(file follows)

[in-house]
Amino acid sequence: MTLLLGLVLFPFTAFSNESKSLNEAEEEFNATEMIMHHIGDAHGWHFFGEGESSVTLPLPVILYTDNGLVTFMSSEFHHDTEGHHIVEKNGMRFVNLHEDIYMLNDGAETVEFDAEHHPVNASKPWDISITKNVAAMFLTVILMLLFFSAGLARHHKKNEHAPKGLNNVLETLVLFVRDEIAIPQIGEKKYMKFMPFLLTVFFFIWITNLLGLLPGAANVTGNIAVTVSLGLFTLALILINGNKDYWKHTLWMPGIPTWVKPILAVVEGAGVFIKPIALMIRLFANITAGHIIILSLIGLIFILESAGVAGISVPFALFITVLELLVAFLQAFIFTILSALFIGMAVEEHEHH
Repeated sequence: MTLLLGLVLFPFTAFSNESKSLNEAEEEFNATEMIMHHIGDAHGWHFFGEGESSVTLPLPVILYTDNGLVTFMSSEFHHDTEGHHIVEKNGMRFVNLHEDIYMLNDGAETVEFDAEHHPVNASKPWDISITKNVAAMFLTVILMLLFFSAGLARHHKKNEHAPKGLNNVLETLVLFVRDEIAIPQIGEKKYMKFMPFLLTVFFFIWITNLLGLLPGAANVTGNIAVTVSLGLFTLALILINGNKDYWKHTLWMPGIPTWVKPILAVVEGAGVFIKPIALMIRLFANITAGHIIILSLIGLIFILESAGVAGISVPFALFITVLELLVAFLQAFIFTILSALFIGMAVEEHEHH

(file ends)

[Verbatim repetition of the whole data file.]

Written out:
[in-house]
Amino acid sequence: MTLLLGLVLFPFTAFSNESKSLNEAEEEFNATEMIMHHIGDAHGWHFFGEGESSVTLPLPVILYTDNGLVTFMSSEFHHDTEGHHIVEKNGMRFVNLHEDIYMLNDGAETVEFDAEHHPVNASKPWDISITKNVAAMFLTVILMLLFFSAGLARHHKKNEHAPKGLNNVLETLVLFVRDEIAIPQIGEKKYMKFMPFLLTVFFFIWITNLLGLLPGAANVTGNIAVTVSLGLFTLALILINGNKDYWKHTLWMPGIPTWVKPILAVVEGAGVFIKPIALMIRLFANITAGHIIILSLIGLIFILESAGVAGISVPFALFITVLELLVAFLQAFIFTILSALFIGMAVEEHEHH
Repeated sequence: MTLLLGLVLFPFTAFSNESKSLNEAEEEFNATEMIMHHIGDAHGWHFFGEGESSVTLPLPVILYTDNGLVTFMSSEFHHDTEGHHIVEKNGMRFVNLHEDIYMLNDGAETVEFDAEHHPVNASKPWDISITKNVAAMFLTVILMLLFFSAGLARHHKKNEHAPKGLNNVLETLVLFVRDEIAIPQIGEKKYMKFMPFLLTVFFFIWITNLLGLLPGAANVTGNIAVTVSLGLFTLALILINGNKDYWKHTLWMPGIPTWVKPILAVVEGAGVFIKPIALMIRLFANITAGHIIILSLIGLIFILESAGVAGISVPFALFITVLELLVAFLQAFIFTILSALFIGMAVEEHEHH